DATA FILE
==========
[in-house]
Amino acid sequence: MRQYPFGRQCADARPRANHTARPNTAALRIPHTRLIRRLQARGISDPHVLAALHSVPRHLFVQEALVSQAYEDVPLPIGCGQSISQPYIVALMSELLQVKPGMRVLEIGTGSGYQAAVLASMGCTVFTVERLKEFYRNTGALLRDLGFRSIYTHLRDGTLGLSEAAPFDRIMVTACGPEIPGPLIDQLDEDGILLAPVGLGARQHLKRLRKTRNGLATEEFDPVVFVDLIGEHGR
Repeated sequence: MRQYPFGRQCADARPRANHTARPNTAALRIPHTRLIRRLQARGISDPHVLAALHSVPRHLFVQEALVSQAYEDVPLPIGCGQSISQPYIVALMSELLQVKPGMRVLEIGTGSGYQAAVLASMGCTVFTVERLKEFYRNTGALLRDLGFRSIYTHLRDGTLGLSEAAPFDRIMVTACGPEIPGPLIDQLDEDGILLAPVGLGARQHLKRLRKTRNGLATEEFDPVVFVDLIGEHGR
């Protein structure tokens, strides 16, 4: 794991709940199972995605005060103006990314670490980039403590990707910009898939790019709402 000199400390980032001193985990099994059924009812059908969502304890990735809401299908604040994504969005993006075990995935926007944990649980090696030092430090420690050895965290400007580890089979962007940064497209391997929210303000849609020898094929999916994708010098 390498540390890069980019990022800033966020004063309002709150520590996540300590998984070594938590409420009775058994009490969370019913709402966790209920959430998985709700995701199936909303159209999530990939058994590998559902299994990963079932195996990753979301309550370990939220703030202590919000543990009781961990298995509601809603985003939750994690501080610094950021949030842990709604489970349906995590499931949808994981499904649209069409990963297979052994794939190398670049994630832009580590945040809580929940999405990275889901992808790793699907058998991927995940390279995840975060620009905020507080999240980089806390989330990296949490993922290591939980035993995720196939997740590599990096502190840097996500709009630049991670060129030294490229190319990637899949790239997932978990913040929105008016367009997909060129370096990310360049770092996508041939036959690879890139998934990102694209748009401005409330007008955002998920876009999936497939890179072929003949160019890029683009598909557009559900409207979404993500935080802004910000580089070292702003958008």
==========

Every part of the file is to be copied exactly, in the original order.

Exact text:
[in-house]
Amino acid sequence: MRQYPFGRQCADARPRANHTARPNTAALRIPHTRLIRRLQARGISDPHVLAALHSVPRHLFVQEALVSQAYEDVPLPIGCGQSISQPYIVALMSELLQVKPGMRVLEIGTGSGYQAAVLASMGCTVFTVERLKEFYRNTGALLRDLGFRSIYTHLRDGTLGLSEAAPFDRIMVTACGPEIPGPLIDQLDEDGILLAPVGLGARQHLKRLRKTRNGLATEEFDPVVFVDLIGEHGR
Repeated sequence: MRQYPFGRQCADARPRANHTARPNTAALRIPHTRLIRRLQARGISDPHVLAALHSVPRHLFVQEALVSQAYEDVPLPIGCGQSISQPYIVALMSELLQVKPGMRVLEIGTGSGYQAAVLASMGCTVFTVERLKEFYRNTGALLRDLGFRSIYTHLRDGTLGLSEAAPFDRIMVTACGPEIPGPLIDQLDEDGILLAPVGLGARQHLKRLRKTRNGLATEEFDPVVFVDLIGEHGR
């Protein structure tokens, strides 16, 4: 794991709940199972995605005060103006990314670490980039403590990707910009898939790019709402 000199400390980032001193985990099994059924009812059908969502304890990735809401299908604040994504969005993006075990995935926007944990649980090696030092430090420690050895965290400007580890089979962007940064497209391997929210303000849609020898094929999916994708010098 390498540390890069980019990022800033966020004063309002709150520590996540300590998984070594938590409420009775058994009490969370019913709402966790209920959430998985709700995701199936909303159209999530990939058994590998559902299994990963079932195996990753979301309550370990939220703030202590919000543990009781961990298995509601809603985003939750994690501080610094950021949030842990709604489970349906995590499931949808994981499904649209069409990963297979052994794939190398670049994630832009580590945040809580929940999405990275889901992808790793699907058998991927995940390279995840975060620009905020507080999240980089806390989330990296949490993922290591939980035993995720196939997740590599990096502190840097996500709009630049991670060129030294490229190319990637899949790239997932978990913040929105008016367009997909060129370096990310360049770092996508041939036959690879890139998934990102694209748009401005409330007008955002998920876009999936497939890179072929003949160019890029683009598909557009559900409207979404993500935080802004910000580089070292702003958008």